Rudy Giuliani compelled to appear before Georgia grand jury

Investigation opened after then-president Donald Trump asked Georgia's secretary of state to 'find' votes for him

Rudy Giuliani arrived at an Atlanta courthouse to give evidence in an investigation into possible illegal attempts to influence the 2020 election in Georgia. AP
Beta V.1.0 - Powered by automated translation

Rudy Giuliani faced a special grand jury on Wednesday under a judge’s order to appear before a panel investigating attempts by former US president Donald Trump and others to overturn his 2020 election defeat in Georgia.

Mr Giuliani arrived at the Fulton County courthouse by limousine on Wednesday morning with his lawyer, Robert Costello, and declined to answer reporters' questions.

“Grand juries, as I recall, are secret,” Mr Giuliani, a former federal prosecutor, told reporters. “They ask the questions and we’ll see.”

Competing against Donald Trump’s lies was like a 'shovel trying to empty the ocean'. Gabriel Sterling, Georgia Secretary of State chief operating officer. AFP

Questioning will take place behind closed doors because the special grand jury proceedings are secret. People present during grand jury testimony are prohibited from discussing it, but that prohibition does not apply to witnesses.

It is unclear how much the former New York mayor and lawyer for Mr Trump will be willing to say now that his legal team has been informed that he is a target of the investigation.

Yet Mr Giuliani’s appearance is another high-profile step in a rapidly escalating investigation that has ensnared several Trump allies and brought heightened scrutiny to the ultimately failed efforts to overturn Democrat Joe Biden’s 2020 election win.

It is one of several investigations into Mr Trump’s actions in office, as he lays the groundwork for another run at the White House in 2024.

Fulton County District Attorney Fani Willis opened her investigation after the disclosure of a January 2, 2021, phone call between Mr Trump and Georgia Secretary of State Brad Raffensperger.

During the call, Mr Trump suggested that Mr Raffensperger could “find” the exact number of votes that would be needed to flip the election results in Georgia.

Mr Trump has denied any wrongdoing and has described the call as “perfect”.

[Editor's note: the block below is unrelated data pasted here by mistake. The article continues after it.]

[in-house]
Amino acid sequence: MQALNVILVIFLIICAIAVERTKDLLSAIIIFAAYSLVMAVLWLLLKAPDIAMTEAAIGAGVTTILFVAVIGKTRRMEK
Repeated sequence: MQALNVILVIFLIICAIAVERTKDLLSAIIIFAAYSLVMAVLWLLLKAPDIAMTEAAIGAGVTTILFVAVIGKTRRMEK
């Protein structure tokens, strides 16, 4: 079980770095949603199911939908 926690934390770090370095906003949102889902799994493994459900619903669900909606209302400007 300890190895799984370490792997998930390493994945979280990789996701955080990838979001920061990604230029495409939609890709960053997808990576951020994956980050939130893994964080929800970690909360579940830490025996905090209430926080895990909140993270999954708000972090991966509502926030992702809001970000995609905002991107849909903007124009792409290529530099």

Ms Willis last month filed petitions to compel evidence from seven Trump associates and advisers.

She has also said she is considering calling Mr Trump himself to give evidence, and the former president has hired a legal team in Atlanta that includes a prominent criminal defence lawyer.

In seeking Mr Giuliani’s testimony, Ms Willis noted that he was both a personal lawyer for Mr Trump and a lead lawyer for his 2020 campaign.

She recalled in a petition how Mr Giuliani and others had appeared at a state Senate committee meeting in late 2020 and presented a video that Mr Giuliani said showed election workers producing “suitcases” of unlawful ballots from unknown sources, outside the view of election poll watchers.

The claims of fraud were debunked by Georgia election officials within 24 hours, but Mr Giuliani continued to make statements to the public and in subsequent legislative hearings claiming widespread election fraud using the debunked video, Ms Willis noted in her filing.

Two of the election workers seen in the video, Ruby Freeman and Wandrea “Shaye” Moss, said they faced relentless harassment online and in person after it was shown at the December 3 Georgia legislative hearing in which Mr Giuliani appeared.

At another hearing a week later, Mr Giuliani said the footage showed the women “surreptitiously passing around USB ports as if they are vials of heroin or cocaine”. They actually were passing a piece of candy.

2020 US Senate race in Georgia — in pictures

Ms Willis wrote in the court filing that Mr Giuliani’s hearing appearance and evidence were “part of a multi-state, co-ordinated plan by the Trump campaign to influence the results of the November 2020 election in Georgia and elsewhere”.

Other Trump allies have also been swept up in the investigation. Lindsey Graham, a South Carolina Republican senator, received a subpoena ordering him to appear on August 23.

Mr Graham has challenged that subpoena, citing his protections as a member of Congress. A judge on Monday rejected that argument and said he must give evidence. Mr Graham has said he will appeal.

Ms Willis has indicated she is interested in calls between Mr Graham and Mr Raffensperger about the results in Georgia in the weeks after the election.

Georgia official describes Trump's call to Raffensperger and recalls death threats

The Associated Press contributed to this report

Updated: August 17, 2022, 4:37 PM
NEWSLETTERS
MORE FROM THE NATIONAL